Professor Alan March is a Professor in Urban Planning. Alan has twice won the Global Planning Education Network’s prize for “Best Planning Paper” (2007, 2011) and was awarded the Planning Institute of Australia “planner of the Year“ prize in 2016 for his work on resilience. He was leader of the Bushfire Natural Hazards Cooperative Research Centre project “Integrating Urban planning with DRR” and was author of Australia’s 2020 national handbook “Land Use Planning for Resilient Communities”. Alan has successfully supervised many students’ theses encompassing a range of DRR urban design and planning research topics. He is an Associate of the Melbourne Sustainable Society Institute and has been the Leader of the research theme “Risk Resilience and Transformation”, and of “Cities and Towns”.
Professor March has practised since 1991 in a broad range of private sector and government settings and has had roles in statutory and strategic planning, advocacy, and urban design. He has worked in Western Australia, the UK, New South Wales and Victoria. His early career included projects as diverse as foreshore protection plans, rural to urban subdivision approval and design, the Mandurah Marina and Urban Design Guidelines for the Joondalup City Centre. In England, he has worked in brownfield and inner city redevelopment, including land assembly and urban regeneration projects. Alan has extensive experience in inner city redevelopment projects in Melbourne since 1996.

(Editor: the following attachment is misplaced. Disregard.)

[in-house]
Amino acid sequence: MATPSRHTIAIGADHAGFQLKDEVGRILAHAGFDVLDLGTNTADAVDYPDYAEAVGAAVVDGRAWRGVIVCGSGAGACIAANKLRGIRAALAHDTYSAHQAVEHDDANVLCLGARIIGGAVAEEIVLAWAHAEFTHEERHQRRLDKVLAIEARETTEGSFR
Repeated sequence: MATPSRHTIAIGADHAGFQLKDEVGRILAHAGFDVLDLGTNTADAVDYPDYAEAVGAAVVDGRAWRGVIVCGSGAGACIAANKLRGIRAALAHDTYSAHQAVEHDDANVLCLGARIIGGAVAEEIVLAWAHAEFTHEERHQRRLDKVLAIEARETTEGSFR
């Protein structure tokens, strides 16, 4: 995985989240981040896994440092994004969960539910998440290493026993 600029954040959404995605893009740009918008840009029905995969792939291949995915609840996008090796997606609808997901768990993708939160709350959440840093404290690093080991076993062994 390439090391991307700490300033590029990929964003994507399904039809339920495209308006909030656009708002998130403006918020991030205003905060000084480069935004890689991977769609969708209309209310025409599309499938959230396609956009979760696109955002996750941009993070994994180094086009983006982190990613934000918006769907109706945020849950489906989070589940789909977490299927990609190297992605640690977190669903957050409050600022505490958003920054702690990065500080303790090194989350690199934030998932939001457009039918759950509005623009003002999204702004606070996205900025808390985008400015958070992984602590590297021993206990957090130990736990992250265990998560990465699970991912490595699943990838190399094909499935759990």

Professor March’s publications and research include examination of the practical governance mechanisms of planning and urban design, in particular the ways that planning systems can successfully manage change and transition as circumstances change. He is particularly interested in the ways that planning and design can modify disaster risks, and researches urban design principles for bushfire. His current work also considers the ways that urban planning is seeking to establish new ways to spatialize urban management.